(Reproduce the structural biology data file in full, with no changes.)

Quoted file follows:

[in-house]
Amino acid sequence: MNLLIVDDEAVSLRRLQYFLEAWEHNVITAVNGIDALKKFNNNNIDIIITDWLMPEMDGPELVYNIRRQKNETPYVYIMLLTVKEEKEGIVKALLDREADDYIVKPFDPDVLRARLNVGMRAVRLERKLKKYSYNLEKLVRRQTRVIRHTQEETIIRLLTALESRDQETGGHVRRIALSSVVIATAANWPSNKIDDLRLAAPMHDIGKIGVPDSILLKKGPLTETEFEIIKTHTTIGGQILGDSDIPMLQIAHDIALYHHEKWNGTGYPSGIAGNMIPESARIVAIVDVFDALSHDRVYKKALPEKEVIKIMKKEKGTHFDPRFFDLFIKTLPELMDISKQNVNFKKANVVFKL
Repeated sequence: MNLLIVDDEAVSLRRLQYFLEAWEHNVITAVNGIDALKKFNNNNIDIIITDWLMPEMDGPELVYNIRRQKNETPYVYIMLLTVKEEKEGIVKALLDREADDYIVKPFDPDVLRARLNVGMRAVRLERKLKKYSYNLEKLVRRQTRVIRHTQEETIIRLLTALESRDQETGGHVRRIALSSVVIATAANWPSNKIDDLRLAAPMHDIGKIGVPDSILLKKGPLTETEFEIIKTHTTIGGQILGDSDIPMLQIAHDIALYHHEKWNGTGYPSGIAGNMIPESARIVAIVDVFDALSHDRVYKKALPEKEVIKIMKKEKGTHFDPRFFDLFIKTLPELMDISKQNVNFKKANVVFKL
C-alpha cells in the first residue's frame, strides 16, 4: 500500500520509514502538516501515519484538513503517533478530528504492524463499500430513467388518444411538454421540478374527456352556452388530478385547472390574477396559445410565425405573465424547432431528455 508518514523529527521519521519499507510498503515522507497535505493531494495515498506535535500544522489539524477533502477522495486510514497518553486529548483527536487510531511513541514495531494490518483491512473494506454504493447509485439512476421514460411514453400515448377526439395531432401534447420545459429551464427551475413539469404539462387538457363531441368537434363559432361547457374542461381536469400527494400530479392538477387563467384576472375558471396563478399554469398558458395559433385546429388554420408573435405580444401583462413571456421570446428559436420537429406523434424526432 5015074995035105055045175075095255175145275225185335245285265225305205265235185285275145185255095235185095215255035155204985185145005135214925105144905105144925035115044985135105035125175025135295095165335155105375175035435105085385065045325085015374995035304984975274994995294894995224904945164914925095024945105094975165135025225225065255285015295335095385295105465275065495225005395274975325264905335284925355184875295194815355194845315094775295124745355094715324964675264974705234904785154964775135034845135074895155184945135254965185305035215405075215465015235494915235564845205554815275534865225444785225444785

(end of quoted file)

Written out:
[in-house]
Amino acid sequence: MNLLIVDDEAVSLRRLQYFLEAWEHNVITAVNGIDALKKFNNNNIDIIITDWLMPEMDGPELVYNIRRQKNETPYVYIMLLTVKEEKEGIVKALLDREADDYIVKPFDPDVLRARLNVGMRAVRLERKLKKYSYNLEKLVRRQTRVIRHTQEETIIRLLTALESRDQETGGHVRRIALSSVVIATAANWPSNKIDDLRLAAPMHDIGKIGVPDSILLKKGPLTETEFEIIKTHTTIGGQILGDSDIPMLQIAHDIALYHHEKWNGTGYPSGIAGNMIPESARIVAIVDVFDALSHDRVYKKALPEKEVIKIMKKEKGTHFDPRFFDLFIKTLPELMDISKQNVNFKKANVVFKL
Repeated sequence: MNLLIVDDEAVSLRRLQYFLEAWEHNVITAVNGIDALKKFNNNNIDIIITDWLMPEMDGPELVYNIRRQKNETPYVYIMLLTVKEEKEGIVKALLDREADDYIVKPFDPDVLRARLNVGMRAVRLERKLKKYSYNLEKLVRRQTRVIRHTQEETIIRLLTALESRDQETGGHVRRIALSSVVIATAANWPSNKIDDLRLAAPMHDIGKIGVPDSILLKKGPLTETEFEIIKTHTTIGGQILGDSDIPMLQIAHDIALYHHEKWNGTGYPSGIAGNMIPESARIVAIVDVFDALSHDRVYKKALPEKEVIKIMKKEKGTHFDPRFFDLFIKTLPELMDISKQNVNFKKANVVFKL
C-alpha cells in the first residue's frame, strides 16, 4: 500500500520509514502538516501515519484538513503517533478530528504492524463499500430513467388518444411538454421540478374527456352556452388530478385547472390574477396559445410565425405573465424547432431528455 508518514523529527521519521519499507510498503515522507497535505493531494495515498506535535500544522489539524477533502477522495486510514497518553486529548483527536487510531511513541514495531494490518483491512473494506454504493447509485439512476421514460411514453400515448377526439395531432401534447420545459429551464427551475413539469404539462387538457363531441368537434363559432361547457374542461381536469400527494400530479392538477387563467384576472375558471396563478399554469398558458395559433385546429388554420408573435405580444401583462413571456421570446428559436420537429406523434424526432 5015074995035105055045175075095255175145275225185335245285265225305205265235185285275145185255095235185095215255035155204985185145005135214925105144905105144925035115044985135105035125175025135295095165335155105375175035435105085385065045325085015374995035304984975274994995294894995224904945164914925095024945105094975165135025225225065255285015295335095385295105465275065495225005395274975325264905335284925355184875295194815355194845315094775295124745355094715324964675264974705234904785154964775135034845135074895155184945135254965185305035215405075215465015235494915235564845205554815275534865225444785225444785